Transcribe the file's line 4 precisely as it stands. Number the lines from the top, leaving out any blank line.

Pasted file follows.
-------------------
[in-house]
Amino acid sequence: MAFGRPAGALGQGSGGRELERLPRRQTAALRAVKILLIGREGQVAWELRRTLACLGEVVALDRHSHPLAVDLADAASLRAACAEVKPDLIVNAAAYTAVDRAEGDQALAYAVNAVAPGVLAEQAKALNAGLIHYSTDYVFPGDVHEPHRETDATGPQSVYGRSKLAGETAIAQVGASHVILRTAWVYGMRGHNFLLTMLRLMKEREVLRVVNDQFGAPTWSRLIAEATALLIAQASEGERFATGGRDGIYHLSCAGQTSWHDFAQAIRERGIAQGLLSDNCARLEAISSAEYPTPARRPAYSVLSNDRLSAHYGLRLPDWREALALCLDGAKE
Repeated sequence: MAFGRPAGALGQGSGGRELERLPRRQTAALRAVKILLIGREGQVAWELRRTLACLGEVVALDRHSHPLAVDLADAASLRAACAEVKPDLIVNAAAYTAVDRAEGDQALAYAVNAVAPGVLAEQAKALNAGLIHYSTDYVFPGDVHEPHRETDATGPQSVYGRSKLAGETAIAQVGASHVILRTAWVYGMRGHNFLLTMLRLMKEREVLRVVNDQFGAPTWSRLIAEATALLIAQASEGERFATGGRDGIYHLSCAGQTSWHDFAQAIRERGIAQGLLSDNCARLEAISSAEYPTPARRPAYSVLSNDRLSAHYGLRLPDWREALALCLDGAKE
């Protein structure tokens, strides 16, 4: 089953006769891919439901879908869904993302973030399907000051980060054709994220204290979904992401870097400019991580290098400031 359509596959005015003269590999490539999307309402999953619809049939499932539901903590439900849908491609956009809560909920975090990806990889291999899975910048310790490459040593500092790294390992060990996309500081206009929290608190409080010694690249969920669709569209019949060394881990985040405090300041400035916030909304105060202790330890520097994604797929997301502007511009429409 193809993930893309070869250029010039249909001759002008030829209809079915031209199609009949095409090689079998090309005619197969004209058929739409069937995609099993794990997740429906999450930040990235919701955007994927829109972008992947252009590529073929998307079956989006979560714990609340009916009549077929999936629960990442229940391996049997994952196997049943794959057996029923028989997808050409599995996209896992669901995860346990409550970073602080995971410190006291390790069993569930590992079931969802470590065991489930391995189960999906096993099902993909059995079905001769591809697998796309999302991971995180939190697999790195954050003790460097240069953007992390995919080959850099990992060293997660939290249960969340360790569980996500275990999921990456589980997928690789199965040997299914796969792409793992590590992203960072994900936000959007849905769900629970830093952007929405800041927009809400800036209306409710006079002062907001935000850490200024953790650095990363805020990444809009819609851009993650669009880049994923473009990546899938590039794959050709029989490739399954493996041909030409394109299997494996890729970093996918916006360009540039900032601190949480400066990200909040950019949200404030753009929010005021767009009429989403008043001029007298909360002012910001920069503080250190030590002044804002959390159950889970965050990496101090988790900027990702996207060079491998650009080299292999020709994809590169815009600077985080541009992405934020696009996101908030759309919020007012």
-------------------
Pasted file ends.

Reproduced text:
């Protein structure tokens, strides 16, 4: 089953006769891919439901879908869904993302973030399907000051980060054709994220204290979904992401870097400019991580290098400031 359509596959005015003269590999490539999307309402999953619809049939499932539901903590439900849908491609956009809560909920975090990806990889291999899975910048310790490459040593500092790294390992060990996309500081206009929290608190409080010694690249969920669709569209019949060394881990985040405090300041400035916030909304105060202790330890520097994604797929997301502007511009429409 193809993930893309070869250029010039249909001759002008030829209809079915031209199609009949095409090689079998090309005619197969004209058929739409069937995609099993794990997740429906999450930040990235919701955007994927829109972008992947252009590529073929998307079956989006979560714990609340009916009549077929999936629960990442229940391996049997994952196997049943794959057996029923028989997808050409599995996209896992669901995860346990409550970073602080995971410190006291390790069993569930590992079931969802470590065991489930391995189960999906096993099902993909059995079905001769591809697998796309999302991971995180939190697999790195954050003790460097240069953007992390995919080959850099990992060293997660939290249960969340360790569980996500275990999921990456589980997928690789199965040997299914796969792409793992590590992203960072994900936000959007849905769900629970830093952007929405800041927009809400800036209306409710006079002062907001935000850490200024953790650095990363805020990444809009819609851009993650669009880049994923473009990546899938590039794959050709029989490739399954493996041909030409394109299997494996890729970093996918916006360009540039900032601190949480400066990200909040950019949200404030753009929010005021767009009429989403008043001029007298909360002012910001920069503080250190030590002044804002959390159950889970965050990496101090988790900027990702996207060079491998650009080299292999020709994809590169815009600077985080541009992405934020696009996101908030759309919020007012």